One of the components of good cancer survivorship care is to provide patients with a programme to help with the transition from active treatment to living well with and beyond cancer.
The Cancer Thriving and Surviving Programme is adapted by Stanford University from their Chronic Disease Self-Management Programme (CDSMP) which is based on a rehabilitation best practice model and has been positively evaluated internationally and in Ireland. This validated programme uses a prescribed structure and manual.
The model is based on self-management with information and support and includes modules on;
- cancer prevention
- information on long term consequences of treatment
- psycho-social support.
The programme is run over 6 weeks with a 2.5 hour a week commitment. It is the NCCP’s aim that this programme will be offered to all cancer survivors who wish to avail of it nationally. It is currently being delivered in multiple sites by community and hospital based organisations around the country.
Authors: Michelle Gibbons, Deirdre Love, Terry Hanan, Louise Mullen.
Cancer Thriving and Surviving (CTS) is the first survivorship programme to be implemented nationally as a response to the National Cancer Strategy 2017-2026 Recommendation 43*.
The CTS programme was identified by the NCCP as an effective evidence-based self-management survivorship programme, which would meet the needs of cancer patients. The programme is the cancer-specific adapted version of the Stanford model Chronic Disease Self-Management Programme.
The programme helps and empowers patients as they finish treatment and transition and move into the survivorship period. In the past two years, the NCCP has supported the delivery and rollout of the CTS Programme across Ireland.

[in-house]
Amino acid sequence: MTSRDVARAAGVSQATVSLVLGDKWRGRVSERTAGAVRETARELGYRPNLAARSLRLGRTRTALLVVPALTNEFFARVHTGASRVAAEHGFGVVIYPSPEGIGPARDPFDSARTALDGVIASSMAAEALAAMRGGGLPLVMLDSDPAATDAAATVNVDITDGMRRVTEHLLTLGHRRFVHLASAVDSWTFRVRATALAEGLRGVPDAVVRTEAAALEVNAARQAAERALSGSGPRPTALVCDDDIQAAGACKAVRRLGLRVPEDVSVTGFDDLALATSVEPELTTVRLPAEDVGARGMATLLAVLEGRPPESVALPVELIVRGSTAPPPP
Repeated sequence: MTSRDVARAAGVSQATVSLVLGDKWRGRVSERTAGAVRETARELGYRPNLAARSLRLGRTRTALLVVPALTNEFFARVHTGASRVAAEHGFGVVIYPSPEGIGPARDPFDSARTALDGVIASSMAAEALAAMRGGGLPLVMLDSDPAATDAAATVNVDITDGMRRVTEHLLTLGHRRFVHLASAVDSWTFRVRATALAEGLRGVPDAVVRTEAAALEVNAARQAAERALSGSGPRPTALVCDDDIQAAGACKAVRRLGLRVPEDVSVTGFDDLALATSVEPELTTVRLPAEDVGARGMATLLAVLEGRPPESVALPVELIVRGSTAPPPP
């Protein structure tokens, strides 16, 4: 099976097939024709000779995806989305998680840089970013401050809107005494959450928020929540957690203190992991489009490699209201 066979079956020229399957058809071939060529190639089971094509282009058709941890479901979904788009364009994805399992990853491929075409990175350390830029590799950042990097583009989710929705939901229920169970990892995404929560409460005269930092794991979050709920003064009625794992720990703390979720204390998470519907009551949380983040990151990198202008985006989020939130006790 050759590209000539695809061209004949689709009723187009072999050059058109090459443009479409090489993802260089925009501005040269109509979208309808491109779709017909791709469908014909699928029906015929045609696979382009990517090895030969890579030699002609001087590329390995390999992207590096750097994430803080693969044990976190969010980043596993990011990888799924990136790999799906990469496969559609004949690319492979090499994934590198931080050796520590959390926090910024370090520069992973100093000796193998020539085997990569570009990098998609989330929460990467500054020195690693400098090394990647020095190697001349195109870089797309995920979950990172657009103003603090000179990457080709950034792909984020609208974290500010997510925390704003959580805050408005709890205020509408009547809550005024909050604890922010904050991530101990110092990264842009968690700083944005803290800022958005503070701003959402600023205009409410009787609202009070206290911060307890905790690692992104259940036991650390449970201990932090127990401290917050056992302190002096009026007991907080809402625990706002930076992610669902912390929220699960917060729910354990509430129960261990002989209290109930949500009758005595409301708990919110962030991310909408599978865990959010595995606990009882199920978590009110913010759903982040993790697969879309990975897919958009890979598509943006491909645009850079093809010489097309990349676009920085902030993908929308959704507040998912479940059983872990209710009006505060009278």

The programme includes sessions that address the recovery of self-confidence, adjustment to a changed self, and confidence to self-manage cancer-related problems and to promote recovery of well-being and successful transition to survivorship, following a cancer diagnosis.
To date a number of important milestones have been achieved; 111 programme leaders including 19 Master Trainers have been successfully trained, the programme is delivered in 20 centres nationwide, both acute hospital and community and over 600 cancer survivors have participated to date. The feedback from participants has been overwhelmingly positive. We aim to ensure that the CTS programme is available to all cancer patients regardless of where they live. Current plans include making the programme available online.
This report details and reviews implementation to date and provides an evaluation of the CTS programme in 2018-2019 and recommends actions to ensure continued implementation and sustainability into the future.
*NCS Recommendation 43. Designated cancer centres working with the NCCP, the ICGP, primary care services, patients and voluntary organisations will develop and implement survivorship programmes. These will emphasis physical, psychological and social factors that affect health and well-being, while being adaptable to patients with specific survivorship needs following their treatment
Implementing Cancer Thriving and Surviving Report.pdf (size 6.7 MB)